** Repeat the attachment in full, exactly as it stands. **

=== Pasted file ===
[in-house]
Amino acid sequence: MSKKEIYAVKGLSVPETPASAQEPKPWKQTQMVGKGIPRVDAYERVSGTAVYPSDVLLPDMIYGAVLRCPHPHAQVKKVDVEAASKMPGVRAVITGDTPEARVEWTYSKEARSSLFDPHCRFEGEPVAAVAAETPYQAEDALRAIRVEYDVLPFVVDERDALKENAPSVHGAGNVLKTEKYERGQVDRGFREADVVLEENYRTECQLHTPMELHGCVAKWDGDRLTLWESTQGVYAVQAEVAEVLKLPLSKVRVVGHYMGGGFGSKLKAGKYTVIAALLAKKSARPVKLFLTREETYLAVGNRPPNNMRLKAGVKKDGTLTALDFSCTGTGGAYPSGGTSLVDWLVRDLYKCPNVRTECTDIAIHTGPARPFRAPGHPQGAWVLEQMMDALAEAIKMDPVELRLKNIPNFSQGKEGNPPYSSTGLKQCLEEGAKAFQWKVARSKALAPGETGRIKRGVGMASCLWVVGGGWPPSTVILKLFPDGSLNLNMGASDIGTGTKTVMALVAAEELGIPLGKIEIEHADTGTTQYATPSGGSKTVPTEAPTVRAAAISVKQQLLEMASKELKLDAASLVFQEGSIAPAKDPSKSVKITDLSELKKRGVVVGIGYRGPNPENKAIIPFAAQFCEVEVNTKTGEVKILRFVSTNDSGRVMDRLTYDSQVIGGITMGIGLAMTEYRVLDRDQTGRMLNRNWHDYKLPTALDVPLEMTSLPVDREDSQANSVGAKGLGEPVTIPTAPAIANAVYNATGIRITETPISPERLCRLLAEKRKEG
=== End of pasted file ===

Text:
[in-house]
Amino acid sequence: MSKKEIYAVKGLSVPETPASAQEPKPWKQTQMVGKGIPRVDAYERVSGTAVYPSDVLLPDMIYGAVLRCPHPHAQVKKVDVEAASKMPGVRAVITGDTPEARVEWTYSKEARSSLFDPHCRFEGEPVAAVAAETPYQAEDALRAIRVEYDVLPFVVDERDALKENAPSVHGAGNVLKTEKYERGQVDRGFREADVVLEENYRTECQLHTPMELHGCVAKWDGDRLTLWESTQGVYAVQAEVAEVLKLPLSKVRVVGHYMGGGFGSKLKAGKYTVIAALLAKKSARPVKLFLTREETYLAVGNRPPNNMRLKAGVKKDGTLTALDFSCTGTGGAYPSGGTSLVDWLVRDLYKCPNVRTECTDIAIHTGPARPFRAPGHPQGAWVLEQMMDALAEAIKMDPVELRLKNIPNFSQGKEGNPPYSSTGLKQCLEEGAKAFQWKVARSKALAPGETGRIKRGVGMASCLWVVGGGWPPSTVILKLFPDGSLNLNMGASDIGTGTKTVMALVAAEELGIPLGKIEIEHADTGTTQYATPSGGSKTVPTEAPTVRAAAISVKQQLLEMASKELKLDAASLVFQEGSIAPAKDPSKSVKITDLSELKKRGVVVGIGYRGPNPENKAIIPFAAQFCEVEVNTKTGEVKILRFVSTNDSGRVMDRLTYDSQVIGGITMGIGLAMTEYRVLDRDQTGRMLNRNWHDYKLPTALDVPLEMTSLPVDREDSQANSVGAKGLGEPVTIPTAPAIANAVYNATGIRITETPISPERLCRLLAEKRKEG